A cache is a hardware or software component used to store data so it can be served faster. On the internet, a web cache stores the content of your website so it can be served faster to the user. That’s why, sometimes, it seems like the page hasn’t been updated. The cache has not been refreshed. There are more types of cache. The most popular is a Broswer Cache. It stores data, such as images, in a temporary folder on your computer storage. This way, they won’t have to be downloaded once you access the website again. Other types of caches include server cache and router cache.


A call-to-action is a message that suggests to an user that an action should be taken. It can appear under many forms, such as text links, buttons or images. A call to action can suggest actions such as purchasing a product, clicking on a link or liking something, etc. Call-to-actions can be verbal as well, if you’re recording a video or podcast

Canonical Tag/Canonicalization

Yes, canonicalization can also make you a champion at Hangman.

Choosing a preferred URL for your website. For example, you may want to choose http://www.domain.com as your preferred domain and set your web server to redirect traffic from http://domain.com, http://domain.com/index.php, and other variations to http://www.domain.com. You can read more about this in the help section for Google Webmaster Tools.

Content Delivery Network (CDN)

A content delivery network stores your content under cache format in a series of servers. These data centers are placed in different points around the globe. This way, users can access your sever faster. For example, if your main server is in the US, it will be fast for the US, but slower for somenoe in Europe. If your CDN has a datacenter in Europe, the user will access that one instead.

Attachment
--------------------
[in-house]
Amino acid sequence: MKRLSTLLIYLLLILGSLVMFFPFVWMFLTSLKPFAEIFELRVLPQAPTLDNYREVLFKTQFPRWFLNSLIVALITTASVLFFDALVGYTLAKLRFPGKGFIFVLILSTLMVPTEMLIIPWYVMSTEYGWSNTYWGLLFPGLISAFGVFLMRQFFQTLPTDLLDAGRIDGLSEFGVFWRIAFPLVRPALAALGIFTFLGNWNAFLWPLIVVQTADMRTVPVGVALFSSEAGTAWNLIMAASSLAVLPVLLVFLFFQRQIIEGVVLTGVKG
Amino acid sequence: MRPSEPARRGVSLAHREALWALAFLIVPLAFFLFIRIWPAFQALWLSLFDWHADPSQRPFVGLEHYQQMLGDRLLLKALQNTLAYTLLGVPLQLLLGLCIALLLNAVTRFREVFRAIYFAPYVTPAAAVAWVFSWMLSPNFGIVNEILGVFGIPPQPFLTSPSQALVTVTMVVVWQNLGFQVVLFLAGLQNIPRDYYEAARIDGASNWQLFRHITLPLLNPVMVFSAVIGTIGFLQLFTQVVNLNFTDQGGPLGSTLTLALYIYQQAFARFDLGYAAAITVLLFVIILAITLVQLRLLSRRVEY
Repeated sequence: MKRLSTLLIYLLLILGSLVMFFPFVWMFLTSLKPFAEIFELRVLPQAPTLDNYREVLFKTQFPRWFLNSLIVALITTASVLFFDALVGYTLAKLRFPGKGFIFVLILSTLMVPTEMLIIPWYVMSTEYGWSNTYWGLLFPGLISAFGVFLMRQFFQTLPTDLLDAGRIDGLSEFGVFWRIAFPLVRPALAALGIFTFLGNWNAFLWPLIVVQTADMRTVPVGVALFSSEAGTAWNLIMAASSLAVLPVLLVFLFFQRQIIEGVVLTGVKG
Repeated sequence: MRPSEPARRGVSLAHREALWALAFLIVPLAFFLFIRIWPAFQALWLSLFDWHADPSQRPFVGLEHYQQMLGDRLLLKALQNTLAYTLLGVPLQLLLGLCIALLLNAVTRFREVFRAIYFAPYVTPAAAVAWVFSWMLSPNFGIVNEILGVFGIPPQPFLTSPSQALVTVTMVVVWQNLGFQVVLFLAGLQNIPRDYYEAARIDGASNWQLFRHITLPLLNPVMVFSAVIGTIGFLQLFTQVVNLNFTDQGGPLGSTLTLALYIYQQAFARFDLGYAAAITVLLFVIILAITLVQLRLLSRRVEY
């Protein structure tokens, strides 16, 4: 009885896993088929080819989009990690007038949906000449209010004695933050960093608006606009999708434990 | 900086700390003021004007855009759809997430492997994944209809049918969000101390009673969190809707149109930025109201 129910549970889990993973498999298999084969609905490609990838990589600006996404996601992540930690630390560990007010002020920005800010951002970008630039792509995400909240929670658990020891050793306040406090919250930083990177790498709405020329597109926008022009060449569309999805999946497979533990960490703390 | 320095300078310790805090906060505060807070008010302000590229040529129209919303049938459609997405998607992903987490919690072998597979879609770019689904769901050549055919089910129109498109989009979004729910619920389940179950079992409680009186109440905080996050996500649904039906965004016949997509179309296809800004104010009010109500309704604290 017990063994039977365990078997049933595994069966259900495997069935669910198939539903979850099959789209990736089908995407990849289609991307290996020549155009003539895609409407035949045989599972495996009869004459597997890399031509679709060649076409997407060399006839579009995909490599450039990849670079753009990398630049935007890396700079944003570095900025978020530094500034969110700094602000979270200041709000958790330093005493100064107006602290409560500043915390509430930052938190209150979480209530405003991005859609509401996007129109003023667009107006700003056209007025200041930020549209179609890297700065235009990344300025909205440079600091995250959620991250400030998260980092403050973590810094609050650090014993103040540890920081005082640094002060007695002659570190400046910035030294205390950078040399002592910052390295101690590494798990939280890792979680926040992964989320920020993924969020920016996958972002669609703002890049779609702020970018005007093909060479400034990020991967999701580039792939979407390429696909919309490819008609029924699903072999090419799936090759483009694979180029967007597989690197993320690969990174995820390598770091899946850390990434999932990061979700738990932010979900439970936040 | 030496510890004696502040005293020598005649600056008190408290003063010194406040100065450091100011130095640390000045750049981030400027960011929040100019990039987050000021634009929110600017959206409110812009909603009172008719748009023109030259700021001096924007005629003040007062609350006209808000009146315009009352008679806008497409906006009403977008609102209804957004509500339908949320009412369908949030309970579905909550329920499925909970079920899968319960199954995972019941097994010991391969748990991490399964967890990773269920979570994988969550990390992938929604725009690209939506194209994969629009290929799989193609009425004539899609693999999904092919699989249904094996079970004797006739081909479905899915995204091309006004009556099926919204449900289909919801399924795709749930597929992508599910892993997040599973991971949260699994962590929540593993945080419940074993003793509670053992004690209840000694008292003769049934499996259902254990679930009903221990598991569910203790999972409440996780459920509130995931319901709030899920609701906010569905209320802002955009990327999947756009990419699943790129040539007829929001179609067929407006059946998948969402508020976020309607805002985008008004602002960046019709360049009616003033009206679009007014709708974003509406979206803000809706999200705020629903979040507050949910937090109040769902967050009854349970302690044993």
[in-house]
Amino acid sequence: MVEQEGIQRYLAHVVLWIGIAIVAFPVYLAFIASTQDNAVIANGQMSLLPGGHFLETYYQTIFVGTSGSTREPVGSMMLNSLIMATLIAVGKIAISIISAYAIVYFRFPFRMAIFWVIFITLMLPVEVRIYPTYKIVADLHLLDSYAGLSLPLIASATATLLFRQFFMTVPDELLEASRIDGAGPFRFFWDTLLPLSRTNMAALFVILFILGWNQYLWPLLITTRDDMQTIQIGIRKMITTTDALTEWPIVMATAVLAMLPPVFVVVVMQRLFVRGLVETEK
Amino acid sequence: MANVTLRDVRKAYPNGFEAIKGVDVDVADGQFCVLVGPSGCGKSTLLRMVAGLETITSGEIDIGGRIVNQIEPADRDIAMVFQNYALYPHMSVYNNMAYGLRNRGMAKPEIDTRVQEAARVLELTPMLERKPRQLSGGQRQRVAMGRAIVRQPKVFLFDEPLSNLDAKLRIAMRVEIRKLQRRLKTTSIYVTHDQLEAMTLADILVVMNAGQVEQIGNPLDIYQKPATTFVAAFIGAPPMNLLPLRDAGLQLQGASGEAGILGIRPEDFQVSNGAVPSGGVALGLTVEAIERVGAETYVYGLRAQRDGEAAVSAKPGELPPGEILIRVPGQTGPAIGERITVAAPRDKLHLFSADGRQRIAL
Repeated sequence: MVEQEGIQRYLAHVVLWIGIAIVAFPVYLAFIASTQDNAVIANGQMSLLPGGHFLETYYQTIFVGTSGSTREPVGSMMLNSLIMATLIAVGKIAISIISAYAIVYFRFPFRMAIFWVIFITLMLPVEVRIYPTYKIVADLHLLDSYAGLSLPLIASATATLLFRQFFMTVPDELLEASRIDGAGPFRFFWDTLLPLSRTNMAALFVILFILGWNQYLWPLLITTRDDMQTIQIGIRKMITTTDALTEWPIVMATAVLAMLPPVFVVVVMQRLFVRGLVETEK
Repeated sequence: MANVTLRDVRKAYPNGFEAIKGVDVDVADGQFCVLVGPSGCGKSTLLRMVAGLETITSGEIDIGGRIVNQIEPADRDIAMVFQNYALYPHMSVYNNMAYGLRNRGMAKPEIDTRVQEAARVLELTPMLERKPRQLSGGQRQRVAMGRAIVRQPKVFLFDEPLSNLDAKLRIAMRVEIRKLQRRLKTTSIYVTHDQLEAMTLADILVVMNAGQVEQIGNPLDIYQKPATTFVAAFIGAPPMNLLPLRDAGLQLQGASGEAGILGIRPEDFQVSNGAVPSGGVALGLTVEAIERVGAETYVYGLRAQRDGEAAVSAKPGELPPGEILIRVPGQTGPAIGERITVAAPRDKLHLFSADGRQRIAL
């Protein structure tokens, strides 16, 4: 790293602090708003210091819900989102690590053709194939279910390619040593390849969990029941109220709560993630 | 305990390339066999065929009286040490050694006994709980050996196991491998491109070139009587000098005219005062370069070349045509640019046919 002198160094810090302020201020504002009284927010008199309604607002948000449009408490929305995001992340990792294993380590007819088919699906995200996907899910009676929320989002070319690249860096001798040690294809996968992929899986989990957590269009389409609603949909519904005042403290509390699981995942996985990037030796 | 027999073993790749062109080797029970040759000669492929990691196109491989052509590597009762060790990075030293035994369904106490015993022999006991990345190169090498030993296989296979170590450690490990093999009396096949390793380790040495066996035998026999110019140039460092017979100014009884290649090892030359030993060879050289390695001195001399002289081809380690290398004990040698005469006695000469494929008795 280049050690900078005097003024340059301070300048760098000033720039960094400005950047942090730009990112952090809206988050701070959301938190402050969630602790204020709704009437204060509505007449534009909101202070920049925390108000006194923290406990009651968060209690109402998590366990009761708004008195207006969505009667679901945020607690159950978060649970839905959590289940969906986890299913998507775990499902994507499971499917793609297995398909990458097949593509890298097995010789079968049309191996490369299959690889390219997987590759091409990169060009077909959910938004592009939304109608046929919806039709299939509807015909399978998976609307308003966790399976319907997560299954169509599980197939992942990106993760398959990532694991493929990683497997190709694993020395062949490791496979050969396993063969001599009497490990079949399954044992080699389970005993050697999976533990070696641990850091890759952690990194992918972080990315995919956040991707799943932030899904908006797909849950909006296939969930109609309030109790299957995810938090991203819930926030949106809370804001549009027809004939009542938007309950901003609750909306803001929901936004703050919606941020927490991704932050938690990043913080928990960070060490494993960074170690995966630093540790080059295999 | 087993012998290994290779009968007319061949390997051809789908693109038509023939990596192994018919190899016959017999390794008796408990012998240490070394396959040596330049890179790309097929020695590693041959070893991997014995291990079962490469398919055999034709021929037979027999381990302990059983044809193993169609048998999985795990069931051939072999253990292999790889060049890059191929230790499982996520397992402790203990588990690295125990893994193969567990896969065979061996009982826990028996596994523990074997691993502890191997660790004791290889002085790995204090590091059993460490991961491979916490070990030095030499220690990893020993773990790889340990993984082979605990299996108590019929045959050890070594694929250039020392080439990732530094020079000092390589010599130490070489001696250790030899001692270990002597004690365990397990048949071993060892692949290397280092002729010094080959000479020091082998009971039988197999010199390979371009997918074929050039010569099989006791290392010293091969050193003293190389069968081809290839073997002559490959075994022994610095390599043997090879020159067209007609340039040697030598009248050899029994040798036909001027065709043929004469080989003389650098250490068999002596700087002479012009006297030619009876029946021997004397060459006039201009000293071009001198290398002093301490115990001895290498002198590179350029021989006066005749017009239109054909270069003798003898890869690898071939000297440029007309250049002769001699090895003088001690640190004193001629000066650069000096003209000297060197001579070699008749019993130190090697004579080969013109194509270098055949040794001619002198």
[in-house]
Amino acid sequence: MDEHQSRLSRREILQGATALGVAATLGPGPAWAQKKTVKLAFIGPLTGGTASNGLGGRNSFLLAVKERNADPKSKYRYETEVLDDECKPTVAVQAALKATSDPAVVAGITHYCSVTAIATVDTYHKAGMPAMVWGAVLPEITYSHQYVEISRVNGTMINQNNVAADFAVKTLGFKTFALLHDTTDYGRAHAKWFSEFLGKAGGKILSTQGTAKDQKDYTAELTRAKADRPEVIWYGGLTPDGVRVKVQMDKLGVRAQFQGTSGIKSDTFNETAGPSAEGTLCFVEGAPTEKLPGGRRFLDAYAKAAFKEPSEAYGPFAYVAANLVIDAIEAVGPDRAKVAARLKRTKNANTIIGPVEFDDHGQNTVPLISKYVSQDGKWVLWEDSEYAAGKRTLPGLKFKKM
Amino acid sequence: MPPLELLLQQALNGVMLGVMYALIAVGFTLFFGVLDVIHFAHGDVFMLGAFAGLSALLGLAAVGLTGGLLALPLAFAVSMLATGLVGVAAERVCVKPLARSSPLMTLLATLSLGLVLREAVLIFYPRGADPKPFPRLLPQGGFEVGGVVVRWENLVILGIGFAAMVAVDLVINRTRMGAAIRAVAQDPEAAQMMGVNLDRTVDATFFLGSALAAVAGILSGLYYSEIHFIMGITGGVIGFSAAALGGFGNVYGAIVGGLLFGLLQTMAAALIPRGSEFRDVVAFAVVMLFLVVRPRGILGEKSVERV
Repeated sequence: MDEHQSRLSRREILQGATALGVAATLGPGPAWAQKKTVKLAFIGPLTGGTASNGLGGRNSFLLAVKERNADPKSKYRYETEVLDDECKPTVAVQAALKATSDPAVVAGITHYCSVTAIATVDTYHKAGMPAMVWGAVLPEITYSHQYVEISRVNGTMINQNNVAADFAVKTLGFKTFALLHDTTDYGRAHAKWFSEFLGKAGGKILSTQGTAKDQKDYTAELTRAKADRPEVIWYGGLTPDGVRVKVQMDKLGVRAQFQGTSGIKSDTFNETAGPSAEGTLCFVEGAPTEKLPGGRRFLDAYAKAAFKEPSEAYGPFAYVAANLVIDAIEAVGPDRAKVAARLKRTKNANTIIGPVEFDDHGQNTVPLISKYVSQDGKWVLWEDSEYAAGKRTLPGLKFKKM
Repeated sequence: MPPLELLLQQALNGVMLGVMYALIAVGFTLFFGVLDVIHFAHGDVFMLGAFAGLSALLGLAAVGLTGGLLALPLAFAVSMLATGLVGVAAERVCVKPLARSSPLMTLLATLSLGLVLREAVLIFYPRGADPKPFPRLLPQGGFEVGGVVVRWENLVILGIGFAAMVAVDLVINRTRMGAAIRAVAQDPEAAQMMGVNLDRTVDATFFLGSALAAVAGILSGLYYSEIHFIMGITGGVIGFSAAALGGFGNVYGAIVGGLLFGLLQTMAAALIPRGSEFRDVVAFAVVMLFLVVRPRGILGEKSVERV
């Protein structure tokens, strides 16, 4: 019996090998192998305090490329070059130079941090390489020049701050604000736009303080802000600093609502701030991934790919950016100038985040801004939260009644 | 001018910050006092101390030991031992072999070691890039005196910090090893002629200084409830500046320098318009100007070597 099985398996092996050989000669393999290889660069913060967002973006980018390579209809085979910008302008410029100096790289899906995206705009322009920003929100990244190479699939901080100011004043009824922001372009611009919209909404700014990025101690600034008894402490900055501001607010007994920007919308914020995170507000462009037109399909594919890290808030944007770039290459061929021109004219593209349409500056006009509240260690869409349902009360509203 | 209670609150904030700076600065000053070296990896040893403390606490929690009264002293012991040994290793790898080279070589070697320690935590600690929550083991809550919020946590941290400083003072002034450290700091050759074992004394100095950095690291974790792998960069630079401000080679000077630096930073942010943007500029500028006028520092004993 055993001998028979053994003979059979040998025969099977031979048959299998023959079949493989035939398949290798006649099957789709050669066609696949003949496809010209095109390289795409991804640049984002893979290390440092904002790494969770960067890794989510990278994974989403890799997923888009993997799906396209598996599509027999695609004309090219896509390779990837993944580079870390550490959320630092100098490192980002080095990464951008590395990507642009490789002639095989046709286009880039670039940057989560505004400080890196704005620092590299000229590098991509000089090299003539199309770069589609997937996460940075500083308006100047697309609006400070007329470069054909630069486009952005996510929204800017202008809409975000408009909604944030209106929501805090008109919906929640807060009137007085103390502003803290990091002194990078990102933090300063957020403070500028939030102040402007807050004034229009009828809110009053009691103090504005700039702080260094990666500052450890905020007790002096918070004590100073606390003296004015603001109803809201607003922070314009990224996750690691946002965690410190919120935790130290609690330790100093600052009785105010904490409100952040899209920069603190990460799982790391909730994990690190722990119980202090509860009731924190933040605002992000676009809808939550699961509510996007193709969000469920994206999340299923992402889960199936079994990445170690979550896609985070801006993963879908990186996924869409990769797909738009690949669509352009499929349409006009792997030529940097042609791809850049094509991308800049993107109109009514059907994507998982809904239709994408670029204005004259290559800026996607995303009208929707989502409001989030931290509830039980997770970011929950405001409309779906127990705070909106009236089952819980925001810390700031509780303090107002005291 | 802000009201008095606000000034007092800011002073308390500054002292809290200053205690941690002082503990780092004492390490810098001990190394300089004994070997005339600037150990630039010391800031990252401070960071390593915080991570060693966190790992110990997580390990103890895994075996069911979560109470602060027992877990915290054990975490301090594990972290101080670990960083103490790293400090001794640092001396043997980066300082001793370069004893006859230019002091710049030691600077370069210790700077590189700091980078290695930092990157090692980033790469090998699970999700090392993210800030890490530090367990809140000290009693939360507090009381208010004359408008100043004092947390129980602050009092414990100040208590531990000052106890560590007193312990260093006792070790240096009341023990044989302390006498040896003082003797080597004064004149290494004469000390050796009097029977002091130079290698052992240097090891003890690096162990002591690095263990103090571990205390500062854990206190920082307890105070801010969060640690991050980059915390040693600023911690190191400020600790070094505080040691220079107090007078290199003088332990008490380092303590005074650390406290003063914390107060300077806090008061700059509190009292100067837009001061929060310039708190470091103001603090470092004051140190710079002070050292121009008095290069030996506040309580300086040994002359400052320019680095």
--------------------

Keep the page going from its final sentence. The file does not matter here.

Click Fraud

Repetitively clicking on your own Internet Ad can lead to severe injuries.

Click fraud is an illegal practice that occurs when individuals, automated software or online bots are clicking on a pay per click advertising link with the purpose of generating a charge per click. Click fraud has generated a lot of controversy. Research on this matter shows that persons that make most use of click fraud are individuals who aim to increase their own ad banners incomes and companies who want to impair the competitors’ budget.



Cloaking is a form of doorway page technique in which the content presented to the web crawler is different from the content delivered to the user’s browser. Cloaking is considered to be a violation of Google’s Guidelines as the user receives different content than he expected. Cloaking is often considered to be a black hat SEO technique because it tries to trick and manipulate the search engine index.

Code Swapping

Code swapping is similar to cloaking and aims at changing the content in a site after high ranking has been achieved for that site. Basically, the optimised page is switched with another, different from the original one in terms of content. Yet, on a re-index, the content that has been changed will be detected and another ranking algorithm will be applied. The use of this technique might lead to Google penalization.